TLB: Amnesty (as you call it) or not, the numbers of people trying to come here will increase. The reason they come is economic desperation, not US politics. Rev. Wallis’ proposal, like all those who support compassionate immigration reform, includes a provision to allow people to enter the US legally as guest workers. Until and unless economic conditions improve in the places where they are from, that’s the best option for taking pressure off the border and limiting the number of border deaths. I think Rev. Wallis understands that quite well. Peace,>



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TLB

posted June 7, 2007 at 10:18 pm


Actually, Don, I don’t know whether Wallis is just ignorant or whether he’s corrupt. I note also that, while billions of people *want* to come here, that doesn’t mean we have to let them and that we shouldn’t try to avoid encouraging them. Wallis’ scheme will encourage even more illegal immigration, resulting in even more of the downsides he pretends to oppose, such as border deaths. If Wallis wanted to actually prevent border deaths, there are only two ways: either completely open the borders and give full citizenship to anyone who comes here, or strictly enforce our immigration laws. The first will never happen, of course. On the other hand, if we strictly enforced our immigration laws, many fewer would try to come here, many of those here now would go home and pressure their governments to reform, and there would be less of an economic impact on our own low-wage workers, many fewer illegal aliens living 30 to an apartment, and many fewer border deaths. Plus, the Mexican government would be forced to reform instead of sending us people in order to profit and in order to avoid reforms. I encourage Wallis’ remaining parishioners to look at the big picture and the bottom line, and then decide for themselves whether Wallis is right or wrong.>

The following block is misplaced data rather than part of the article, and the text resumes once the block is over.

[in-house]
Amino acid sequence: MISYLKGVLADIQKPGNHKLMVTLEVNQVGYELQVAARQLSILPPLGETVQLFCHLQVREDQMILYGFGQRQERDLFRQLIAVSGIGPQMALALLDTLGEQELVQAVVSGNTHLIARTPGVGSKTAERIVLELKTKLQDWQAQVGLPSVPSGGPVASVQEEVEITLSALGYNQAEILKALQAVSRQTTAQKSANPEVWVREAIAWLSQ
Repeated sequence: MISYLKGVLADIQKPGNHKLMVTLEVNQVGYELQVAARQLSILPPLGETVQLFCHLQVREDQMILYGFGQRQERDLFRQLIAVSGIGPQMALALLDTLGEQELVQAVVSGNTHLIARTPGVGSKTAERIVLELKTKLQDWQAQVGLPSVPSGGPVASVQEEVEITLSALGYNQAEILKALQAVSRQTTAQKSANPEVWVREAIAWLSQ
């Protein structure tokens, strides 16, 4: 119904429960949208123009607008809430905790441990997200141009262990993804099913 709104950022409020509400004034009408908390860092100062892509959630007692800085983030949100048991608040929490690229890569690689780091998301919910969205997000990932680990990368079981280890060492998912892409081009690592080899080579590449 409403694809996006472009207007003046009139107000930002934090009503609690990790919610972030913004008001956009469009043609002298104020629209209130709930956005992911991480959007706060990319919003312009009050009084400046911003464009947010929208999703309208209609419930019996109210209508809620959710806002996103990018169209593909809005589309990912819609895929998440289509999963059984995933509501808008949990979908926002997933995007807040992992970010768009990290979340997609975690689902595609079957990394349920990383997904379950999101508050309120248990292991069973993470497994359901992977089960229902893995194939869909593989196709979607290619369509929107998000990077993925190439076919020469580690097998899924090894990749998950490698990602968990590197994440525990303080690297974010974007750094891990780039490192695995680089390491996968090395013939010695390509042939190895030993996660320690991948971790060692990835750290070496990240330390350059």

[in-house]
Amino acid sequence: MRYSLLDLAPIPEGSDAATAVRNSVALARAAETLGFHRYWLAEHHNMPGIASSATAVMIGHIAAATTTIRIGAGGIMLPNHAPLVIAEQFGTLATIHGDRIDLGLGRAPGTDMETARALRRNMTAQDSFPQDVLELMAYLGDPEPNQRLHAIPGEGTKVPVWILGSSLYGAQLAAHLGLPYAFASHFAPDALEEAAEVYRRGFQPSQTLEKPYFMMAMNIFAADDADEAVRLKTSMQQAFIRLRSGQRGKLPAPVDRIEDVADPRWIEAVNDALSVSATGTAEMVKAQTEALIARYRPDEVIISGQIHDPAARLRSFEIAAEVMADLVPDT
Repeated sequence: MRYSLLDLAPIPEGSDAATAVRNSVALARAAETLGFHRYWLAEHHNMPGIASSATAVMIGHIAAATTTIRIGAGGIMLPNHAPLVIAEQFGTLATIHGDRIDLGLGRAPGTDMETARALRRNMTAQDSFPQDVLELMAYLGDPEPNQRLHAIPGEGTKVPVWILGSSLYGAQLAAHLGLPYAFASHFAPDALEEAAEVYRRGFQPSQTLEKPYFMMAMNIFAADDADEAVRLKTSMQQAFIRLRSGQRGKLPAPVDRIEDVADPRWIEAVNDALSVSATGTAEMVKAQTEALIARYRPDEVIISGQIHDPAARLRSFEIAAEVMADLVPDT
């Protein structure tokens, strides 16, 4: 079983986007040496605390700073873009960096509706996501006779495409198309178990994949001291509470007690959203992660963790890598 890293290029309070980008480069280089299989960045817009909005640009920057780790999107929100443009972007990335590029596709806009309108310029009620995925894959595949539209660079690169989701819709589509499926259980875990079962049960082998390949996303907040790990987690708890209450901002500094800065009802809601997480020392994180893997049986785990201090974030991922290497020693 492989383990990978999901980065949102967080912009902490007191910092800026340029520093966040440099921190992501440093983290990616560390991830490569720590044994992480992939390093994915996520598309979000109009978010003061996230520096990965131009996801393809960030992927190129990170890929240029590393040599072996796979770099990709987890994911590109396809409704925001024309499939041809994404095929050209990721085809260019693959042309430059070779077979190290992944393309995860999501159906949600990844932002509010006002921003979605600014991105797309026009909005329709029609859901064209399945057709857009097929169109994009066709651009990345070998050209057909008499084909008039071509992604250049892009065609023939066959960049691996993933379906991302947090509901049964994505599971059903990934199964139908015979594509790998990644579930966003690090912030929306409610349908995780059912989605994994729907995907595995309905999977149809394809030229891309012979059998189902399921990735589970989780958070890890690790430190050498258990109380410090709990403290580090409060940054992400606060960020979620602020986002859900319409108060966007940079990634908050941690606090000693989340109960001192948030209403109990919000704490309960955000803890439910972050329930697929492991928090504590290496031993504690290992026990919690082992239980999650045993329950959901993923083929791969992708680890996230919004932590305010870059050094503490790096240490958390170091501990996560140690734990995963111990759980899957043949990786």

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Mark Gordon

posted June 7, 2007 at 10:48 pm


these three Senators showed an easy capacity to connect their personal faith with the great moral and public issues of the day. But not, of course, to the issue of abortion, which doesn’t merit inclusion in the list of “great moral and public issues of the day.” In that sense, the event was a perfect reflection of its sponsoring organization.>



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JimII

posted June 7, 2007 at 11:05 pm


Mark, What did Jesus say about abortion? What did Jesus say about dealing with the poor? What did Jesus say about gay marriage? What did Jesus say about peace? Shake off the hold the pharisees of our day and read the words of Jesus Christ. Do not let the establishment church deprive you of salvation. Jesus called us to living a life of sacrifice for others. Working to help others. Jesus would have reduced abortion by reducing poverty. How do I know? Because I’ve read the Bible for myself. I challenge you to do the same. Open your heart and look at what the scriptures tell you. I doubt very much you can do that and come to the conclusion that attacking woman making the most excruciating decision of their lives is the conclusion you come to.>



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JimII

posted June 7, 2007 at 11:07 pm


Don, It’s about economics. People will come here as long as employers are allowed to employ them. Is the unemployment rate high? No it isn’t. That is because the people coming here from south of the border are not taking anyone’s job. We have too much work and too few people. Making a class of people illegal is what is causing the deaths in the desert. I read somewhere about how you were supposed to treat the stranger in your land, about how you were supposed to treat the thirsty.>



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Blake

posted June 7, 2007 at 11:17 pm


JimmII, do tell… What did Jesus have to say about politics, parties, and Washington, D.C.? Tell us how Jesus supported political parties and encouraged the state to take care of the widows and orphans.>